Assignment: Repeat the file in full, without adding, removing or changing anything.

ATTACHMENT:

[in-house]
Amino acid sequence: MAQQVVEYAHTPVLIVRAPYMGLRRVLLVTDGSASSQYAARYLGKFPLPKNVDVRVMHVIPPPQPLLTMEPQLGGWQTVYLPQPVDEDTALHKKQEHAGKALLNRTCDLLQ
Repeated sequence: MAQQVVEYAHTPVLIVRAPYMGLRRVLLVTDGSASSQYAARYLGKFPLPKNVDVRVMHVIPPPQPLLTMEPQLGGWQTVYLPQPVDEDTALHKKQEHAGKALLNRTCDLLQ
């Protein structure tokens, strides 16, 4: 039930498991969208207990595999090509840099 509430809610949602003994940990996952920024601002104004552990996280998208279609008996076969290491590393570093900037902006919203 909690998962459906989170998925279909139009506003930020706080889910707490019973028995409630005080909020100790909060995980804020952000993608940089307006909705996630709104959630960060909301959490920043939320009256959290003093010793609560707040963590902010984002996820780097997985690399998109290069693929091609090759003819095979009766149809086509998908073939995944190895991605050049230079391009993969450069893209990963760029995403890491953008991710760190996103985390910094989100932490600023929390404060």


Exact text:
[in-house]
Amino acid sequence: MAQQVVEYAHTPVLIVRAPYMGLRRVLLVTDGSASSQYAARYLGKFPLPKNVDVRVMHVIPPPQPLLTMEPQLGGWQTVYLPQPVDEDTALHKKQEHAGKALLNRTCDLLQ
Repeated sequence: MAQQVVEYAHTPVLIVRAPYMGLRRVLLVTDGSASSQYAARYLGKFPLPKNVDVRVMHVIPPPQPLLTMEPQLGGWQTVYLPQPVDEDTALHKKQEHAGKALLNRTCDLLQ
């Protein structure tokens, strides 16, 4: 039930498991969208207990595999090509840099 509430809610949602003994940990996952920024601002104004552990996280998208279609008996076969290491590393570093900037902006919203 909690998962459906989170998925279909139009506003930020706080889910707490019973028995409630005080909020100790909060995980804020952000993608940089307006909705996630709104959630960060909301959490920043939320009256959290003093010793609560707040963590902010984002996820780097997985690399998109290069693929091609090759003819095979009766149809086509998908073939995944190895991605050049230079391009993969450069893209990963760029995403890491953008991710760190996103985390910094989100932490600023929390404060």